Way of Working

Activity: Community Onion

01 March 2021 • 3 minutes

Written by Tessa Mylonas

Way of Working title image

Figure out the community of people involved in your app.

The purpose of this activity is to assign layers of responsibility and align purpose for every team member involved.


The community onion is focused on the four levels of project participation, determined by whether a team member is making strategic, tactical, operational or user decisions. This activity ensures that those at the core of the onion who are most invested in making the change, are aligned on the mission and the vision of the project.

Once this is established, its purpose is to empower the project leaders and influencers to plan how the project will take shape. When these key stakeholders understand and believe in the mission, and have influence over the project scope and resources, they are more willing to commit to a product roadmap. They essentially become project ambassadors for the operational team members who are responsible for what actually gets built.With full visibility as to why it is happening in the first place and how it is going to happen, the main project team is empowered to create exactly what the end-user requires and rally their support for the final solution.

Two-way communication between the end-user and all levels of decision-making is important throughout the project, in order to create the technical and cultural shift that ultimately results in finding the right software/people fit.

Before you start

The person responsible for instigating the project needs to understand the mission, vision and values that will underpin the project as it currently stands and bring these to the first session.


Level of difficulty




Suggested time

Around 2 hours, plus regular ceremonies for each layer to ensure alignment and delivery of the project.




  1. Bring together the inner core of the community onion - the strategic decision makers of the project (i.e. the CEO, CTO or CIO). Gain consensus on the vision and mission of the project by focusing on the why.
  2. Take the project leaders on the journey by bringing together the next layers of the onion: the tactical decision makers (i.e. Product Owner, Business Analyst and Squad Lead). Share the vision and mission of the project and empower the leaders and influencers to decide and commit to the scope and the resources required for a successful project.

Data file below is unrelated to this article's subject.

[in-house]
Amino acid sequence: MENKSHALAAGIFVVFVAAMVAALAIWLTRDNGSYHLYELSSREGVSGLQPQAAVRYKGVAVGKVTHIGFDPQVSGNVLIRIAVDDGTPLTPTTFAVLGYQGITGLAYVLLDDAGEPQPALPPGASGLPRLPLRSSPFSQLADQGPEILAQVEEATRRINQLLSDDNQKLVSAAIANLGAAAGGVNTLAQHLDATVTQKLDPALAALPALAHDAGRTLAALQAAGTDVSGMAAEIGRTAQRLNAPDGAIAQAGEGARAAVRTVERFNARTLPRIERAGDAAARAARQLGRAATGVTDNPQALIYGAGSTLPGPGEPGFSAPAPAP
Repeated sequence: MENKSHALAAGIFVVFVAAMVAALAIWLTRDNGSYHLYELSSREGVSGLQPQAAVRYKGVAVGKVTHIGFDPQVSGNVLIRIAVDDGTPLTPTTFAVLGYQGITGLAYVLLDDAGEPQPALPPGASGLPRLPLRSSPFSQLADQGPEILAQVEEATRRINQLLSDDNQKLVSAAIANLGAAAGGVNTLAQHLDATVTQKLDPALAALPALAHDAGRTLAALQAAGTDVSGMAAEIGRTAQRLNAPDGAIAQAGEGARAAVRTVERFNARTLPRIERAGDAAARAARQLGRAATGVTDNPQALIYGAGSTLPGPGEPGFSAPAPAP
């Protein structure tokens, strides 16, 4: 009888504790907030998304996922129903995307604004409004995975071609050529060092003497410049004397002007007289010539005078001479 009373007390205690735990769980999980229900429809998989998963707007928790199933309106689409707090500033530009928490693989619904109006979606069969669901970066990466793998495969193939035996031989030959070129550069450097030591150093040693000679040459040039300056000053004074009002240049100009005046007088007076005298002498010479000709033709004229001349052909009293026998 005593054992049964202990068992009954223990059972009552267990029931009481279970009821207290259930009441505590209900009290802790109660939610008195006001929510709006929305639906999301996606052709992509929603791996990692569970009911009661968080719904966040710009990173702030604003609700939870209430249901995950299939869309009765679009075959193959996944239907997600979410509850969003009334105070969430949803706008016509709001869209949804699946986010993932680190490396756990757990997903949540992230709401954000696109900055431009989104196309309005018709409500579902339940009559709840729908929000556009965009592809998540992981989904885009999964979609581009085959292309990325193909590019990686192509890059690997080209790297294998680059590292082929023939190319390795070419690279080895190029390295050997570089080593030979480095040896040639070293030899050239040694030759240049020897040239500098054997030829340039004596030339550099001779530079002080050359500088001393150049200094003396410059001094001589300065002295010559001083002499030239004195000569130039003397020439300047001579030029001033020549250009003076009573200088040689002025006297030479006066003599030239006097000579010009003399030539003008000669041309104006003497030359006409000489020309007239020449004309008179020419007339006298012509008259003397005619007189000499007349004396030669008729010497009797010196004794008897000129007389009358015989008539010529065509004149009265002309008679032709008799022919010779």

3. Now it’s time to bring the wider project team on the journey by involving the operational decision makers (i.e. engineers, designers, and account managers). Share the project mission, vision, resources, and scope, and invite them to contribute to the form and function of the project by prioritising what needs to happen to achieve the project goals within the agreed timeframe.
  4. Step 4 happens concurrently with steps 1, 2 and 3 and is critical to ensure internal adoption of the project. It involves two-way communication with the end-users of the product, sharing the vision, mission, scope and function of the project as well as understanding the cultural context, motivations and processes that currently exist.


This activity is a combination of three different concepts applied specifically to a software migration project. The Community Onion is a conceptual framework used to think about the different kinds of membership a community can have. It is based on the idea that those at the centre have the highest level of commitment and contribution to the community.
Modern military theory divides war into strategic, operational, and tactical levels and we use these same definitions to define decisions made at different levels in an organisation’s hierarchy. Strategic decisions are long-term in their impact and they shape the direction of the whole business (for example, the priority and timing of when a particular migration project should happen). They are generally made by senior executives. Tactical decisions help to implement the strategy and are usually made by project leaders or middle management. Operational decisions that relate to the day-to-day running of the project and are mainly made by team leaders or members.

Tessa Mylonas

Written by Tessa Mylonas

Head of Support and Education

If Tessa isn’t busy answering support questions or educating you about the Codebots products, she is typically found putting together flat-pack furniture, playing with her chocolate Labradors or hoarding houseplants.